It lies in the south of Patmos, at the bay of Stavros.
It was founded by the hieromonk Amfilochios Makris (1889-1970), who was a holy man. He also founded the convent of the Annunciation in 1937. His sister, Kalliopi Nikitaki – who later became sister Martha – bought the land of Kouvari and donated it for the establishment of the kathisma (hermitage with a chapel that belongs to a monastery).
The little monastery is dedicated to St Joseph the Betrothed; today, the confessor of the convent of the Annunciation lives there.
The church is cruciform with an octagonal dome, which has twelve windows and rests upon a square base. The wooden iconostasis inside the church is adorned with a pattern of vines, interspersed with early Christian symbols (the fish, the lamb, the Byzantine cross).
In the north side of the cross, in a wooden icon stand, there is an icon (116 x 82 cm) depicting, on the right, St John the Divine in front of the Cave of the Apocalypse welcoming Blessed Christodoulos and, on the left, the monastery of St John in miniature. St John is standing by a table, on which there is a parchment that reads “In the beginning was the Word”, while Blessed Christodoulos is holding another parchment. These truly remarkable works of art have been made by the iconographer of the convent of the Annunciation, sister Olympiada.
In the south side of the cross, inside a similar icon stand, there is an icon (116 x 82 cm) of St Joseph the Betrothed in his workshop. Under Saint Joseph's figure, which dominates the icon, four scenes are depicted: the birth of Christ (top left), the flight of Joseph and Mary to Egypt (bottom left), Joseph's dream (top right), and Joseph and Mary at the coronation with God the Father blessing them (bottom right). It should also be noted that in the scene of the flight to Egypt, the donkey that carries Mary and the infant Christ, behind which Joseph is walking, is guided by a boy inscribed “James”; obviously, he is no other than James the Lord's brother. The inscription of the icon states that it was made in 1860.
Livadi Kalogeron (“monks' meadow”)
It lies in the north of Patmos and its original name was Livadi Koutrouli (“Koutroulis' meadow”), after the name of the first owner. Later on, it was acquired by a wealthy merchant, Nikolaos Mathas, who devoted it to the upkeep of the churches of Ypakoi Panaghias, Forty Martyrs and St Andrew.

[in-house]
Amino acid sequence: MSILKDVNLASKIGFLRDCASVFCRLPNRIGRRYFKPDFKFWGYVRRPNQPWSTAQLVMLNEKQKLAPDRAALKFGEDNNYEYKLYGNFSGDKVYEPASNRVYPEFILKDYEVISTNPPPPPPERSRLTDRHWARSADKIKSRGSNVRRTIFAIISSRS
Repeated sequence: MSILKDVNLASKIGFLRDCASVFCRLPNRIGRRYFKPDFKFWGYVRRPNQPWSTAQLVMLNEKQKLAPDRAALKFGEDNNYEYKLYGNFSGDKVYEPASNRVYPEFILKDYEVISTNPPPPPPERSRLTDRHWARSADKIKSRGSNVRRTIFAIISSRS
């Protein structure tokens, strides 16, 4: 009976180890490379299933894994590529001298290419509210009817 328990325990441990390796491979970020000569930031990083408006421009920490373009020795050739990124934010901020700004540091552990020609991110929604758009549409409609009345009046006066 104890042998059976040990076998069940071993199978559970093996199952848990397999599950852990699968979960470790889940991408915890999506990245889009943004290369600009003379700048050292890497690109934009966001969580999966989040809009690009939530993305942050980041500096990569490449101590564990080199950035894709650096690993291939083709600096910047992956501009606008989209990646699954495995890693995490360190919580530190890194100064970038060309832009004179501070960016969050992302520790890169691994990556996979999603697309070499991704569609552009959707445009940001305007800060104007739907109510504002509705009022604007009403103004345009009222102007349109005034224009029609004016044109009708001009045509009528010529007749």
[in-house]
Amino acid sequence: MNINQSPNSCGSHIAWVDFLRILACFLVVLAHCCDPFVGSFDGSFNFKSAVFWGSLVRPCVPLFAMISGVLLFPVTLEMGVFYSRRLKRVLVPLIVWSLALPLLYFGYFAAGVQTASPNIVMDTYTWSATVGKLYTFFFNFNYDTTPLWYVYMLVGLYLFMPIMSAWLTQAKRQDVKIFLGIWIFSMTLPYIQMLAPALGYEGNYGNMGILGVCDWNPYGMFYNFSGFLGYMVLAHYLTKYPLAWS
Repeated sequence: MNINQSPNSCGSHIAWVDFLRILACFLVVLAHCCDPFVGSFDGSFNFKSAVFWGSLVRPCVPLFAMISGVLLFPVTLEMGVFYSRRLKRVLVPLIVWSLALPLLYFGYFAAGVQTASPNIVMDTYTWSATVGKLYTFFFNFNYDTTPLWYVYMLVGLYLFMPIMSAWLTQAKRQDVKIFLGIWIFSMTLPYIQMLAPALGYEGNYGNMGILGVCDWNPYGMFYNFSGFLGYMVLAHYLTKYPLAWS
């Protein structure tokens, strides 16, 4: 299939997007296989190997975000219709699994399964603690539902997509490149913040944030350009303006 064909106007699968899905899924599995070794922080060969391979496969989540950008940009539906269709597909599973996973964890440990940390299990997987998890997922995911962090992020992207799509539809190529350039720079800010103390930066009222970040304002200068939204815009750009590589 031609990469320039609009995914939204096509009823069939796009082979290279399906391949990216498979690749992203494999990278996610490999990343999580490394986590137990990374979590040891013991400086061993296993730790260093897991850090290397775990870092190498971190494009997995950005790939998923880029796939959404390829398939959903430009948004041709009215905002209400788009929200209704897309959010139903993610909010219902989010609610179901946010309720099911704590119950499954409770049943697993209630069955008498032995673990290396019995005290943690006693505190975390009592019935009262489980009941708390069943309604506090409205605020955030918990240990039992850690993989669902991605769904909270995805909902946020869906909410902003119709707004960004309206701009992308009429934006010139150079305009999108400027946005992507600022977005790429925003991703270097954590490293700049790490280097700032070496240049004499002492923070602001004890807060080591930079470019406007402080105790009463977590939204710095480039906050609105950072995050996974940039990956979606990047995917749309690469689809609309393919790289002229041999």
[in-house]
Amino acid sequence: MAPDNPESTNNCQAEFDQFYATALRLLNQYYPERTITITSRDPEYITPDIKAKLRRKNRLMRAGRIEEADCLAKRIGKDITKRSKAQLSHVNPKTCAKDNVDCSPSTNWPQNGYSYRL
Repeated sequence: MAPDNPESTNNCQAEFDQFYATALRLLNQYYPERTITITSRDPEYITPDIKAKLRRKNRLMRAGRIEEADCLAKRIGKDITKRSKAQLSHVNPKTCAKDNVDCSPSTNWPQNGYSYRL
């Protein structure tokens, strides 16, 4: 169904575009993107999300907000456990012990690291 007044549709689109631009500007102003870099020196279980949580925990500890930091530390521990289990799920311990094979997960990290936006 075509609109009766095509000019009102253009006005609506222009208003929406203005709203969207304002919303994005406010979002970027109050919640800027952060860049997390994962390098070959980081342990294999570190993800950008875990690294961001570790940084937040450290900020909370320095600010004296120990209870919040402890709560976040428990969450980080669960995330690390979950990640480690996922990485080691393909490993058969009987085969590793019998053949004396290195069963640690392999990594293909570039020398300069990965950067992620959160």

In the mid-18 th century, the hieromonk Parthenias Partheniadis –who belonged to the traditionalistic movement of Kollyvades– came to Livadi Kalogeron, along with other monks, and led an ascetic life there.
At that time, the place became known as “kathisma Partheniou”. Parthenias died a martyr's death when he was killed by the Turks on March 5th, 1805. According to Smyrnakis, crop increased thanks to Parthenias' escort. As a result, the owners reclaimed the land of Livadi, however it still hosted many ascetics.
In 1833, the entire area was bought by the former Bishop of Pelousion Amfilochios, who was urged by his brother, the hieromonk Nikodimos, to do so. Amfilochios restored the ruined kathisma , as well as the Byzantine church which is dedicated to the Assumption of the Virgin Mary.
Smyrnakis visited the kathisma around 1935 and described it in detail. The domed church is dedicated to the Virgin Mary. It is surrounded by the refectory, the cookhouse and the furnace, as well as a two-storey building containing eight cells. The length of the church from the sanctuary to the end of the vestibule is 16.05 m, and its width is 5.95 m. The vestibule is 4.69 m long and 2.52 m wide. The ceiling is supported by arches and its height is 6.76 m. The church floor is made of marble and has a bas-relief of a two-headed eagle. The wooden, gold-plated iconostasis is adorned with patterns of leaves and flowers, and it was made in 1810 by two monks from the nearby island of Ikaria. Its icons depict Christ, the Virgin Mary, the Assumption of the Virgin Mary, and John the Baptist. In the south external wall there is a single-arched belfry. In front of the cell building lies a small Corinthian capital that has been transported from the village of Gerontas.
In this way, the ascetic and liturgical tradition of Kollyvades was transferred to the island of Patmos –becoming a major influence– through these two kathismata , Panaghia Koumana and Livadi Kalogeron.
Profitis Ilias (“Elijah the Prophet”)
This hermitage overlooks the entire south part of Patmos, being built on the highest peak on the island (269 m).The marble inscription found at the entrance states that it was founded by the hieromonk Neofytos Symiakos in 1746.
The chapel of the hermitage is single-aisled and domed, 7.45 m long and 3.56 m wide. Its wooden, gold-plated iconostasis was made in 1795. There is also an icon of St Basil, which was made by the Cretan Konstantis Kydoniaios in 1785.